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ADHD Parents Together
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Afraid of a Label this early

My 9 year old has been struggling with school for years now. I'm considering holding him back this year but have made a doctor's appointment first to look into possible diagnosis for ADD/Adhd..He has some behavioral problems and can't seem to keep friendships. It breaks my heart because I just thought that was who he innately was..KINDA HOPEFUL it may be something that can be fixed with therapy and medication possibly. My only fear is the depression,that comes with taking these med in the beginning. I have been,treated for ADHD and hated feeling like a guinea pig in the beginning and when I finally found a medication,that worked the dark depression was INSANE.!! NO WARNING but have found if I kept taking it I eventually was okay..I'm worried about it all but yet feel a tad bit hopeful.

7 Replies

Some people who are never treated, diagnosed, or treated with drugs for ADHD also try to kill themselves. The right thing to do is support your child no matter what and always be available for discussion. I agree that the natural, least invasive treatments are always a must try first, but a lot of people would agree that without medication for aid in this they wouldn't be able to function in society normally. You shouldn't scare people into not treating their children's ADHD. Proper supervision and dosage and communication are important.


The opinion by Zane is untrue and not supported by current international scientific evidence, nor by the experience of healthcare providers, assisting children, adolescents and adults with ADHD. Undiagnosed and untreated ADHD may lead to serious intermediate and long term outcomes. Medication as one component of a comprehensive management approach to ADHD is safe and highly effective in most individuals. Side effects of medication are usually mild, manageable and far less concerning than the side effects of no medication. Advice from a developmental pediatrician and/or a registered psychologist is recommended because misinformation about ADHD, like all chronic problems is pervasive online.

Medications prescribed and used as directed for ADHD are not addictive and do not increase risk for progression to stronger and harder street drugs. Untreated ADHD does however.

This comment is provided by a developmental paediatrician with 35 years of experience helping kids and teens with ADHD. I have no affiliation with drug companies.


Just because they didnt help you doesn't mean they don't help or benefit others. You have to do whats right for your child. If your child had diabetes or cancer you would try the meds then. I tried other options before I put my son on meds but in the end the meds help him to get through the day. Without them he would not succeed in school.


That's so ignorant!


Start with getting a diagnosis and then consider how to address the issues. Many people do not treat adhd with medication and many people do. Some adhd kids go on and then off medication as their needs change. Get some support and assistance first then you can start thinking about how to address it with coaching school accommodations and possibly medication.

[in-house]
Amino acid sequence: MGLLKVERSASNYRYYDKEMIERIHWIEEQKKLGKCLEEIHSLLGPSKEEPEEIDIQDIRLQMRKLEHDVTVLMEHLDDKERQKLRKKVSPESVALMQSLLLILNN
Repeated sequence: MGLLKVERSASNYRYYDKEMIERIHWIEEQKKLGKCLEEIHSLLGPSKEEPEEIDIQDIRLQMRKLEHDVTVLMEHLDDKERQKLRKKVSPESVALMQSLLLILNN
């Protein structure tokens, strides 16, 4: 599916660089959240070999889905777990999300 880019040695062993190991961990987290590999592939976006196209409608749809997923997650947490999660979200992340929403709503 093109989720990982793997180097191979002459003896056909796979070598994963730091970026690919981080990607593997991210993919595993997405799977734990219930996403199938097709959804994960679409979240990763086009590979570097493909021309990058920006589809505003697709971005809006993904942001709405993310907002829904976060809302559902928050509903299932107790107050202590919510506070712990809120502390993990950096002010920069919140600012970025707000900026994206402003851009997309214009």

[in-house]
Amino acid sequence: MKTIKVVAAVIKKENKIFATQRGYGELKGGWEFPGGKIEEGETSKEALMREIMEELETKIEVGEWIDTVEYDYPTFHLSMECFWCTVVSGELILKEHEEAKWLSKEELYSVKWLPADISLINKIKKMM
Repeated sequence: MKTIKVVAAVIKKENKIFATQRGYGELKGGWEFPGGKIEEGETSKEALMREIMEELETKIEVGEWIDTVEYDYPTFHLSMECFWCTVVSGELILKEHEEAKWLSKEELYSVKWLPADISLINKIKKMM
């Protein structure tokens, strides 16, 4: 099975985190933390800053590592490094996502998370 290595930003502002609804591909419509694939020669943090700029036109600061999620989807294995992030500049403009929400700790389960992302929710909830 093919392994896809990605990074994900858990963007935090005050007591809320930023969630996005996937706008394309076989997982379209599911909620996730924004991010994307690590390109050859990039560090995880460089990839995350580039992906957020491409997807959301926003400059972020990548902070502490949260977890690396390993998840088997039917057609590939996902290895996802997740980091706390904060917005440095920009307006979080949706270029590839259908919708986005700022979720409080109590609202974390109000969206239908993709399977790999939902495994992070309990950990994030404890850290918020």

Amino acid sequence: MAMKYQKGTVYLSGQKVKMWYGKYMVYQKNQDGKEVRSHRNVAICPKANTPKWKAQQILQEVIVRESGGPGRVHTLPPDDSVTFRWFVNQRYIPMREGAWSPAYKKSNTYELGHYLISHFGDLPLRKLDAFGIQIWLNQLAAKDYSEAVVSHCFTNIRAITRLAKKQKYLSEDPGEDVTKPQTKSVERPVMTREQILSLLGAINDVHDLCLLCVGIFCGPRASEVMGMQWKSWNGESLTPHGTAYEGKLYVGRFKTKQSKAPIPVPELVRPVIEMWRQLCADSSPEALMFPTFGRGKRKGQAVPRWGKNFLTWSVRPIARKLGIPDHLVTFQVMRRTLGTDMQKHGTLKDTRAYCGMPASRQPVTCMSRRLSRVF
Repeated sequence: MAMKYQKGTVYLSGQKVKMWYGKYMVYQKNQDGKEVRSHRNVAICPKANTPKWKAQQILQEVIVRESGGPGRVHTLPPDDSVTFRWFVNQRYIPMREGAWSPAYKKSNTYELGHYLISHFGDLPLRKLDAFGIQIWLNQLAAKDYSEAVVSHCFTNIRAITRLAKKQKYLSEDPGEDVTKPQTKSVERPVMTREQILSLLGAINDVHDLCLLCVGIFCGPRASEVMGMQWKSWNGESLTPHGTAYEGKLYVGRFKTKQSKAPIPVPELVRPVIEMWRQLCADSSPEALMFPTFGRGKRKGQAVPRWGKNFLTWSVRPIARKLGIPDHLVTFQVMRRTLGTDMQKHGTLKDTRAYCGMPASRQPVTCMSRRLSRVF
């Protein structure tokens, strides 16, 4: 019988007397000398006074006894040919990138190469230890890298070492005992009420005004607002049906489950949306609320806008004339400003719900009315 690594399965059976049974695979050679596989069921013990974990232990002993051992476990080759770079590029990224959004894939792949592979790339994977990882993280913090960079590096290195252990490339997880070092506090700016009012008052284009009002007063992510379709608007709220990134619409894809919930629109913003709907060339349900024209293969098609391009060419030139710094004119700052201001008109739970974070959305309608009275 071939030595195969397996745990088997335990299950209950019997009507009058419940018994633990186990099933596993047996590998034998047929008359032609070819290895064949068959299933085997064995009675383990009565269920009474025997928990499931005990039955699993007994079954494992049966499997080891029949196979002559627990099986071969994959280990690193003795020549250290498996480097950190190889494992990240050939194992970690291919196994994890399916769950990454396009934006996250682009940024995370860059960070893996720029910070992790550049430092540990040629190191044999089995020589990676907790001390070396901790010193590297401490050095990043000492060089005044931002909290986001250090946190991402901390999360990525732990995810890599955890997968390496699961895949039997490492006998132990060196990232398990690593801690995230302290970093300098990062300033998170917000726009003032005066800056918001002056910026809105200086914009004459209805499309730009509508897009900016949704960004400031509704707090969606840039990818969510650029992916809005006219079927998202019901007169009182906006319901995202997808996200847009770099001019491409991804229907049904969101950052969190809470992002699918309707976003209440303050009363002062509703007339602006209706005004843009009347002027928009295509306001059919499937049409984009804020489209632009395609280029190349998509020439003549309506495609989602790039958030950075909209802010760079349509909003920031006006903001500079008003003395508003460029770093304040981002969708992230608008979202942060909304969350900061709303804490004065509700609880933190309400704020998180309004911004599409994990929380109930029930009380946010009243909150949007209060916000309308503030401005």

Hi Amy,

It's normal to feel concerned especially given your own experience but uncommon for ADHD medications to cause depression. Strattera (atomoxetine) is the only ADHD medicine sometimes associated with symptoms of depression. Your doctor should warn you about this and the medicine should be stopped if symptoms occur. Symptoms of anxiety and depression are often caused by the daily struggle associated with ADHD and in my experience as a physician, these problems are usually improved by ADHD medication combined with behavioural therapy

Your son will benefit from seeing a medical professional. His behaviour, learning and friendship, difficulties may not be due to ADHD, but because ADHD is strongly inherited, this is a strong possibility. His problems can be helped and his future looks bright because you are making good decisions for him and will be able to help him with your own experience. He has a good mother who obviously loves her son.

You can help your doctor by completing Vanderbilt assessment scales and asking the teacher to do so. They are available for download by pasting this link into your browser



You have to do what is right for you and your child but I think you should read your post to yourself. You’ve identified a lot of reasons to seek some form of help. Nobody says you have to do medications...you and your child decide when and if it is time. A lot of people on this side have also written about the testing you can get so you’re not playing a guinea pig with medications. It might be something to consider if you decide to go that route. Good luck!!


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